High speed internet services, including IPTV and 3G mobile networks, are in touching distance for Lebanon after the country finally became connected to an international submarine cable this week.
Telecommunications Minister Nicolas Sehnawi has confirmed that people could expect “important developments” in the internet sector which “coincide with the liberalisation of the international capacities known as IMEWE [India-Middle East-Western Europe] and Cadmos” on 4 July.
Mr Sehnawi added he will present a draft bill to the Cabinet during the next three weeks which would result in a drop in prices for internet services in Lebanon.
The 13,000km IMEWE cable which links India and France - with landing points in multiple countries in between -has a potential capacity of 3.84 terabits per second.
Lebanon’s previous Telecommunications Minister, Charbel Nahhas who brokered the deal, indicated some of this capacity will be tapped by the state-owned mobile companies Alfa and MTC Touch in order to power their forthcoming 3G networks and the mobile broadband services they will offer.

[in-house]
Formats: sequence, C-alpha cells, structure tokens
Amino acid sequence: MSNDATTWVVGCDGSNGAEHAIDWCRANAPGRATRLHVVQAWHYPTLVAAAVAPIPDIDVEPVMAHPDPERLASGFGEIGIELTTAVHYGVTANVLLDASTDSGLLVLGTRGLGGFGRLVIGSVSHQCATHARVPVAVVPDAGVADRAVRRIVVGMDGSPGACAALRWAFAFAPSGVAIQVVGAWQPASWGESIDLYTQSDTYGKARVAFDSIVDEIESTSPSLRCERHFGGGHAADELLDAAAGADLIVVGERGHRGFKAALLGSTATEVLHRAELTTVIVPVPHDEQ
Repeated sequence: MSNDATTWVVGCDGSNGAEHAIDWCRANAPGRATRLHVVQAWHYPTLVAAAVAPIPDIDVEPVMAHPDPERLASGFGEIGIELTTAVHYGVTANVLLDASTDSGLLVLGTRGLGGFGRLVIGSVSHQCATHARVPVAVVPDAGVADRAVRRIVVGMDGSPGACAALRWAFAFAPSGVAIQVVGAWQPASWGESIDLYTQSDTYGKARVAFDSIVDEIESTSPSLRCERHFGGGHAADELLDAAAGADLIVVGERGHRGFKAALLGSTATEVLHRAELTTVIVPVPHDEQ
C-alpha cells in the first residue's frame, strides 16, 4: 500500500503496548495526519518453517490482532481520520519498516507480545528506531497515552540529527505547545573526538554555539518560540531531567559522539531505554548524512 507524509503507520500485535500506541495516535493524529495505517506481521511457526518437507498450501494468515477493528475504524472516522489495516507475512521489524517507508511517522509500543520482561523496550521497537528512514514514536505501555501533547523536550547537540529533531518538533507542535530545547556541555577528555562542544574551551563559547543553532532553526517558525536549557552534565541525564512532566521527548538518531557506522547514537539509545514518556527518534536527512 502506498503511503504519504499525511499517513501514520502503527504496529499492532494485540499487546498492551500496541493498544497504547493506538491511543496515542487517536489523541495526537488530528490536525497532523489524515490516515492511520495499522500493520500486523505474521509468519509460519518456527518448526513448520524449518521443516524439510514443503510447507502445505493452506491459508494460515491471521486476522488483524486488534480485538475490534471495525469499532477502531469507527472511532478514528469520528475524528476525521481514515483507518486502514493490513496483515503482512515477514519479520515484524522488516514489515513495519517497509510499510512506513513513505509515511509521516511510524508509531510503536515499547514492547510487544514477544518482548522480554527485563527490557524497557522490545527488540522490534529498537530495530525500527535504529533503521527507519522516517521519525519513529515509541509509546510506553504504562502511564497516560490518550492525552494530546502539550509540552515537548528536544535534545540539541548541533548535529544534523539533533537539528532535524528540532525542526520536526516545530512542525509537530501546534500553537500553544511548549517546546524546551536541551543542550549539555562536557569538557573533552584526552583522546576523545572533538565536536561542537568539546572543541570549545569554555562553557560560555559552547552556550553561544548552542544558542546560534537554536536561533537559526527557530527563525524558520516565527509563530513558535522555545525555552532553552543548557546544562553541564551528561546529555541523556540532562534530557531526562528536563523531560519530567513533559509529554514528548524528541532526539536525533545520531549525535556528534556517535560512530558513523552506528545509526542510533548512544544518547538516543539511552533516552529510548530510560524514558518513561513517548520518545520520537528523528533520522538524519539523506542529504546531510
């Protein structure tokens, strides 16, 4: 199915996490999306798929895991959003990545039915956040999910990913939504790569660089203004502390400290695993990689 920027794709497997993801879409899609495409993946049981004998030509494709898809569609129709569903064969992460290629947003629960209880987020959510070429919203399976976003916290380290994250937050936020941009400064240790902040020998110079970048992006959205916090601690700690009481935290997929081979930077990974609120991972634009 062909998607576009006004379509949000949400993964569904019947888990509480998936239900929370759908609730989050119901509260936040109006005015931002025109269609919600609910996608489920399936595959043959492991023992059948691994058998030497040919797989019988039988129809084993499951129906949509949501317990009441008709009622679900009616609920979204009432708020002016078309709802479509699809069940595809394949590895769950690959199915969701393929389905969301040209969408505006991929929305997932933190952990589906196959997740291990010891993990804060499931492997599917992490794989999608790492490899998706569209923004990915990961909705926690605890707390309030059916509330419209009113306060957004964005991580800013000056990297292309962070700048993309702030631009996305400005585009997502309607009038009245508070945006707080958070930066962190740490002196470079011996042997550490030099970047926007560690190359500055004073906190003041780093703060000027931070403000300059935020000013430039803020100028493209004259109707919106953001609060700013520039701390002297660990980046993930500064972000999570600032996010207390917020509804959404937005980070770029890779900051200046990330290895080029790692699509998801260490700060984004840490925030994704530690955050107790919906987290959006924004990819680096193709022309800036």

MTC Touch is rolling out a 3.9G HSPA+ network which will provide broadband internet speeds of up to 42Mb/s, and the resultant ability for customers to access data rich services such as IPTV video streaming and mobile TV, as well as experience higher call quality.
Meanwhile Alfa is readying itself for the launch of 3G services across its network, having successfully completed its first 3.5G test video call in April. Alfa expects to offer next generation services to mobile subscribers in Lebanon before the end of 2011.
With the new submarine cable connection, Lebanon’s private internet service providers (ISPs) will also now be able to offer faster internet connection speeds to consumers, and are welcoming the government’s move to reduce pricing.
Imad Tarabay, chief executive officer of ISP Cedarcom said the current rate the government charges of around US$3,000 a line is prohibitive to ISPs who are trying to provide users with a high speed service, according to Lebanese newspaper The Daily Star.
“At the moment it’s as if they were inviting you to buy property in Downtown [Beirut],” Mr Tarabay is quoted as saying. “There’s a lot of land, but nobody can afford it.”
Rebecca Hawkes | 07-07-2011